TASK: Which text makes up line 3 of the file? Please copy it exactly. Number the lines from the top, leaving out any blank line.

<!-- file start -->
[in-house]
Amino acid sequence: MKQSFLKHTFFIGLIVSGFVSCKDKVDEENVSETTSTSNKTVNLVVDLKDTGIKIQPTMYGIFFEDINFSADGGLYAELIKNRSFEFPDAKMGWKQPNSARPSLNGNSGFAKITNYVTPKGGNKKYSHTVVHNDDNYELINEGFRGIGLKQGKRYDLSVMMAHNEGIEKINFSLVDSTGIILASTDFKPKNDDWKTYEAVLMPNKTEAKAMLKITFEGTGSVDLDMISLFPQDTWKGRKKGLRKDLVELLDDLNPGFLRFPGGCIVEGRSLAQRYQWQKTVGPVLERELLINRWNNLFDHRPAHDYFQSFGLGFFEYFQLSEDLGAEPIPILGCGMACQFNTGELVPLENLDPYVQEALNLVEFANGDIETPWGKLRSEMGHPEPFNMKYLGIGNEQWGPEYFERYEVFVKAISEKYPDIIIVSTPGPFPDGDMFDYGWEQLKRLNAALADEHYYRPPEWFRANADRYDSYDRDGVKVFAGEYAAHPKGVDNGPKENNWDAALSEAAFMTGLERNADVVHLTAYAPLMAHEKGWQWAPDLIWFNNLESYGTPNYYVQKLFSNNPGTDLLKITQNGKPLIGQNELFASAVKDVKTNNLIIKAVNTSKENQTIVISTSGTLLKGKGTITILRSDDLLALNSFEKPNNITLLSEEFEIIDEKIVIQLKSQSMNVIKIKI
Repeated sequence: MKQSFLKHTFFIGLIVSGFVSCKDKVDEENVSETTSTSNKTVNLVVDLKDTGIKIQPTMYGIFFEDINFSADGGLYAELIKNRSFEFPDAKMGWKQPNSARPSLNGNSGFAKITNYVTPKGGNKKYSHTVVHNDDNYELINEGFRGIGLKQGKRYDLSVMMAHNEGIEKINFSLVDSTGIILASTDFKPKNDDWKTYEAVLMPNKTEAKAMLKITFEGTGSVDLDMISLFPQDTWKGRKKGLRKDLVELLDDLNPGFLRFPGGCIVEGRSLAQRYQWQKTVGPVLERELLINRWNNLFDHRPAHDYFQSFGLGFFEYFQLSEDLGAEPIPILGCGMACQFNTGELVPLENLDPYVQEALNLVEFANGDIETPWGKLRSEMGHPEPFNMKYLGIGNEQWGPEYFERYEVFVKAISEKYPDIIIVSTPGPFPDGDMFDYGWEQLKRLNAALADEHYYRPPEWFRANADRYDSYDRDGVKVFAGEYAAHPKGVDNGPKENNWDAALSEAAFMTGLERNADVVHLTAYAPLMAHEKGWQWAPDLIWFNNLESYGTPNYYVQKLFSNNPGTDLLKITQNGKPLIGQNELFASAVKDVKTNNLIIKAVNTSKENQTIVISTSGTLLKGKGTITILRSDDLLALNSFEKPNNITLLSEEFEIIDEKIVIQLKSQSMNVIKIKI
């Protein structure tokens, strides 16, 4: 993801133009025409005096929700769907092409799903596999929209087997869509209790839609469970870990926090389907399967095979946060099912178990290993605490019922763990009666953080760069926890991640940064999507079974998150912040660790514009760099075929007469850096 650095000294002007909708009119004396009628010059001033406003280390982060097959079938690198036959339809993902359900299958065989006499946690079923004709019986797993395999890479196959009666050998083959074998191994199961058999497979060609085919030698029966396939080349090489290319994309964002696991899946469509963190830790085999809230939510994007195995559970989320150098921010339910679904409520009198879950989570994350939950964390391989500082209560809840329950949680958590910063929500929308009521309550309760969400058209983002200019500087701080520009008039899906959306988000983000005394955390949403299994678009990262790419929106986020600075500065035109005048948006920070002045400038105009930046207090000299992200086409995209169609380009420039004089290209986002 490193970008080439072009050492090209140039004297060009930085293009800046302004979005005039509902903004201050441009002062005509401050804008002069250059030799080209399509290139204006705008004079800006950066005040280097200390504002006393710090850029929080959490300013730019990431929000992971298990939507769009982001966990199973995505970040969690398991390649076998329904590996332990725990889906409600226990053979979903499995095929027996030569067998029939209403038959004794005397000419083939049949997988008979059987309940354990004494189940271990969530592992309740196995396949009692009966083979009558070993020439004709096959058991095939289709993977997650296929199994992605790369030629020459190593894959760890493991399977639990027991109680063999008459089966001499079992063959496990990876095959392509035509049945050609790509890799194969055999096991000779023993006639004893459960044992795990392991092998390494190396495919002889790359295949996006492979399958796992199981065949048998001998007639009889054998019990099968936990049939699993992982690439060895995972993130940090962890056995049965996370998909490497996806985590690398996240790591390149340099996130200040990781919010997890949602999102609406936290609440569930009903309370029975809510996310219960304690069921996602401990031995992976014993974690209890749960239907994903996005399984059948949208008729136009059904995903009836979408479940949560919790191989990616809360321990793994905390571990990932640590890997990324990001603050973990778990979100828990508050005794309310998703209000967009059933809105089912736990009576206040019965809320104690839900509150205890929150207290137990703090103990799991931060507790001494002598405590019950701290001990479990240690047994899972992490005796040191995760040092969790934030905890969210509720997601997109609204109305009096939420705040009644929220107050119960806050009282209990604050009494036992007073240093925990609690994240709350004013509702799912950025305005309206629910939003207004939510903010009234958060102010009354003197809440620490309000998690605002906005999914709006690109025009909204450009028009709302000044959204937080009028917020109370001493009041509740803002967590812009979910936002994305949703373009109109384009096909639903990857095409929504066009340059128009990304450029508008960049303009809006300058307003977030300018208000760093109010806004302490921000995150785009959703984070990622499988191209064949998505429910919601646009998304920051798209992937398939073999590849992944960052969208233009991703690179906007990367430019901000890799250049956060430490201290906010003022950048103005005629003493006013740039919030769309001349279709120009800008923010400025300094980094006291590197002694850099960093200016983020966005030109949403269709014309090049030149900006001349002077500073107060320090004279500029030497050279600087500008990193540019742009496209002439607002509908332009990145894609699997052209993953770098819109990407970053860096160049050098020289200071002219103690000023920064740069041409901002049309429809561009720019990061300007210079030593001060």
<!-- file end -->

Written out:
Repeated sequence: MKQSFLKHTFFIGLIVSGFVSCKDKVDEENVSETTSTSNKTVNLVVDLKDTGIKIQPTMYGIFFEDINFSADGGLYAELIKNRSFEFPDAKMGWKQPNSARPSLNGNSGFAKITNYVTPKGGNKKYSHTVVHNDDNYELINEGFRGIGLKQGKRYDLSVMMAHNEGIEKINFSLVDSTGIILASTDFKPKNDDWKTYEAVLMPNKTEAKAMLKITFEGTGSVDLDMISLFPQDTWKGRKKGLRKDLVELLDDLNPGFLRFPGGCIVEGRSLAQRYQWQKTVGPVLERELLINRWNNLFDHRPAHDYFQSFGLGFFEYFQLSEDLGAEPIPILGCGMACQFNTGELVPLENLDPYVQEALNLVEFANGDIETPWGKLRSEMGHPEPFNMKYLGIGNEQWGPEYFERYEVFVKAISEKYPDIIIVSTPGPFPDGDMFDYGWEQLKRLNAALADEHYYRPPEWFRANADRYDSYDRDGVKVFAGEYAAHPKGVDNGPKENNWDAALSEAAFMTGLERNADVVHLTAYAPLMAHEKGWQWAPDLIWFNNLESYGTPNYYVQKLFSNNPGTDLLKITQNGKPLIGQNELFASAVKDVKTNNLIIKAVNTSKENQTIVISTSGTLLKGKGTITILRSDDLLALNSFEKPNNITLLSEEFEIIDEKIVIQLKSQSMNVIKIKI